The idea that the open learning space is a new idea and that it is innovative and unique, is erroneous. The third adjective I can agree with in that it is uniquely stupid. Whoever designed these 'open learning spaces' was not a student or a teacher. Speaking to a teacher who was teaching in the seventies, I was told it was touted as the way to go in that era, but it did not work as well as it was supposed to then. so everyone gradually went back to smaller rooms that allowed the teacher and the students to focus on what they were doing and not what others were doing.
The trouble is we forget and then some 'bright bureaucrat' comes along and thinks this is a wonderful idea. Trouble is they do not do their research or really look at the practicalities of it all. They are probably people who have never spent much time in a classroom teaching, if ever, themselves.
When you have new innovations they need to be trialed before you foist a whole building on a school because you as in some government department, thinks it is what the school needs. Each school's needs are different as are the needs of the student population.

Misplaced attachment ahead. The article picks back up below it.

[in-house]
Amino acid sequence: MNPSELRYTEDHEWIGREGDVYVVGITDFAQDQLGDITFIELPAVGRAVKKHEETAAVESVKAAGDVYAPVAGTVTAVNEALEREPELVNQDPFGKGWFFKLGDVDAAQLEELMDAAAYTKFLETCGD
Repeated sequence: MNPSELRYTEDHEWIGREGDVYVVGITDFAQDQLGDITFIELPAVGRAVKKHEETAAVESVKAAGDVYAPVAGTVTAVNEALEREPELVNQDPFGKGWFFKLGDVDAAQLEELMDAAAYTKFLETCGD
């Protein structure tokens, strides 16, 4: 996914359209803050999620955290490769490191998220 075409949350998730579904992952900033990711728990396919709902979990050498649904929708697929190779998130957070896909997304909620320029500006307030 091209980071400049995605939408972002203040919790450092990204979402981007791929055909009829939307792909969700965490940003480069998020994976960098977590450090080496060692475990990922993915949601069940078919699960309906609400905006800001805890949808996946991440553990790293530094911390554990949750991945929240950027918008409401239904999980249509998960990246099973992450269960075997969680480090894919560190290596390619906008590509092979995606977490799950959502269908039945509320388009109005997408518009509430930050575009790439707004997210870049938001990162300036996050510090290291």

Open learning spaces can be good in some environments, but the planning of one needs to be done in conjunction with those teachers, principals and staff who are actually going to have to use it. We still need classrooms and private space for teachers and students of individual classes to learn in them.
It can be a destraction to have another class working along side your class if you want your students to work quietly, especially if that class is doing plays and performance or something that requires a bit of verbalisation and noise. Open learning spaces can work very well in some settings and with the appropriate circumstances, but we still need classrooms and a room that students of a class can call their own. Students and teachers need a sense of belonging or an anchor. We all do. We all need a home or home room. don't we?